existentialist cafe

life is sacred

Tag: zen

the Zen of sneezing

Who can’t appreciate a good sneeze? It is satisfying in a very fundamental, visceral sense. As the sneeze arrives, your whole being signals its imminence, bending with anticipation toward a good outcome. I don’t need to tell you the pain and disappointment of an aborted sneeze. Equally abhorrent is the distorted or misdirected sneeze. The sneeze that dispels some or all of its force against the throat and tonsils is a cruel mockery of a fine thing.

When done correctly the sneeze is divorced entirely from act of will. It seems to overtake you, arising from deep within the bowels and transferring its energy without loss or inefficiency through the lungs and out the nose. I think it is appropriate to think of well-formed sneezes and non-well-formed sneezes. A well-formed sneeze is like the proper execution of a Japanese tea ceremony – pure intention leading to pure act. A non-well-formed sneeze is not only inelegant but ugly and useless.

I had a professor who said that in her private practice much of dealing with anxiety was teaching people to breathe correctly. The anxious mind is so overwrought that it seeks to control even this simple, fundamental act, trying to abscond with the involuntary breathing muscles and creating a disgusting hybrid of forced breath that compounds stress and anxiety. So with sneezing. Control must be relinquished, though it is difficult to do so. As delightful as a sneeze is, one can not coax it. It can be invited, but not pressured. One can take a posture of openness and readiness, and that is all. A sneeze which is allowed to mature in its own time is a marvel. It neither hurries nor waits.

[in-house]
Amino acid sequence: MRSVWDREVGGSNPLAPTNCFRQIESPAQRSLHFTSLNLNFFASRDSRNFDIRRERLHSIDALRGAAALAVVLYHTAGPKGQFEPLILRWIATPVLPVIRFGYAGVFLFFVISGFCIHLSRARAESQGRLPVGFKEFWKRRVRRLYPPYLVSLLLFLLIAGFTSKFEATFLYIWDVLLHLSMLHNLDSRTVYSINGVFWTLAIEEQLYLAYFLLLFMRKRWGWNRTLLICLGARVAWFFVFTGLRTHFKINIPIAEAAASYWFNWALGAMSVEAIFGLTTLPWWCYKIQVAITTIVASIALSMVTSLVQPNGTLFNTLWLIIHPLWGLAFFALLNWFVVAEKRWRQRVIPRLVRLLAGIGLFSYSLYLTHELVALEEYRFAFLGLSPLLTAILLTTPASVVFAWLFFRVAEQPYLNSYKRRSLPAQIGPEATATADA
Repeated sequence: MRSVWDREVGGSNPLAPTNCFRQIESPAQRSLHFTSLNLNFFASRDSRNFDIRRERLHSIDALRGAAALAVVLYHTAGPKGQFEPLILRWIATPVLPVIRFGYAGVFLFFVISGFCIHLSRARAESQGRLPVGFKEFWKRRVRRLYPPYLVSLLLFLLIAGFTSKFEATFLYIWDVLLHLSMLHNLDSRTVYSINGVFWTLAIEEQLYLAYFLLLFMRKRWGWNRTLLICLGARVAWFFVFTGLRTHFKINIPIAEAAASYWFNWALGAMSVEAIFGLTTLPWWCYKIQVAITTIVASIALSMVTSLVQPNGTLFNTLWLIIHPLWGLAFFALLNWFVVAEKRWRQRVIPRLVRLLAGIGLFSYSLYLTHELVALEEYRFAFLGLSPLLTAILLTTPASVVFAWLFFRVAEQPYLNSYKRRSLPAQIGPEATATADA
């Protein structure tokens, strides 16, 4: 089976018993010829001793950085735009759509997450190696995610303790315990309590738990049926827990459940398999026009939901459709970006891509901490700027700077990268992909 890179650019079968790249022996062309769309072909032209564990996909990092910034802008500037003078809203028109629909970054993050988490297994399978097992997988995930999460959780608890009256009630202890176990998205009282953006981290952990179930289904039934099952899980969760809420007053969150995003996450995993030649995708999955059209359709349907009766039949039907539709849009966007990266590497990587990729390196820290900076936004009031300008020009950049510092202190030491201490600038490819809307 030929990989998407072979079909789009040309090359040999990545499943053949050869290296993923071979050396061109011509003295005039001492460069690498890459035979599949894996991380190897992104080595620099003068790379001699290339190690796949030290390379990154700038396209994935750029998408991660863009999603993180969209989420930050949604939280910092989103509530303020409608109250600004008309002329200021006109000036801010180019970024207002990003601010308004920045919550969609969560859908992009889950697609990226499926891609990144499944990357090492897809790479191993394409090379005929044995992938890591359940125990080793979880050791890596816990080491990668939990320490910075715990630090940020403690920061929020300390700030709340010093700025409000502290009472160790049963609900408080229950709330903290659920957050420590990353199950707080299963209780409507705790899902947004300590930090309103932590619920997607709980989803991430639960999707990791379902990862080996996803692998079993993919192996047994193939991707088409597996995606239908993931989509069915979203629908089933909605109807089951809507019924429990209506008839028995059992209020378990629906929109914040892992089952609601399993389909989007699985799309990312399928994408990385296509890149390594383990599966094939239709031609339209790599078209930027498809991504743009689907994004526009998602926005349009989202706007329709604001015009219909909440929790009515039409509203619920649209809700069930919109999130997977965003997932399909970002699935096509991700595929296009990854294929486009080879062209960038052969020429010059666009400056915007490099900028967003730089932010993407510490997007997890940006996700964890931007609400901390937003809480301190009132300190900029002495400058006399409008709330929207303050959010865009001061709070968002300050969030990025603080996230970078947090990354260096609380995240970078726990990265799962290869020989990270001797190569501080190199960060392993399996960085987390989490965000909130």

Thus the benediction ‘God bless you’ is appropriate only in the case of a non-well-formed sneeze, for such sneezes are indicative of the mind which has not subjugated itself to the rule of Christ. Such a mind seeks to terrorize heaven and determine not only the ‘day and the hour’ but also the manner of events that are beyond our control. But the day of the Lord comes as a thief in the night. One can only prepare the way and abide in patience and attention.

It occurred to me while I was at the bar that some goods can only be attained absent of the immediate intention to have that good. At the moment the most obvious one was humility. It is nice for me to decide that I am not a very humble person and would like to, and perhaps to carry that consciousness around with me and to set up trying to attain it; however in order to be humble it is necessary to lose a sense of myself as a person who is humble or not humble. Humility seems to be a virtue which happens vicariously, especially when the invest yourself fully in some worthy activity. It requires a certain kind of losing of preoccupation with the self and its status, but instead a face-to-face encounter with the greater-than. Humility is the limp that one gains in wrestling with an angel; it is not the blessing which one demands of the angel.

So people have told me that only when they no longer cared whether they would fall in love that they did. So others have told me that only when they have ceased being concerned with finding happiness that they found it.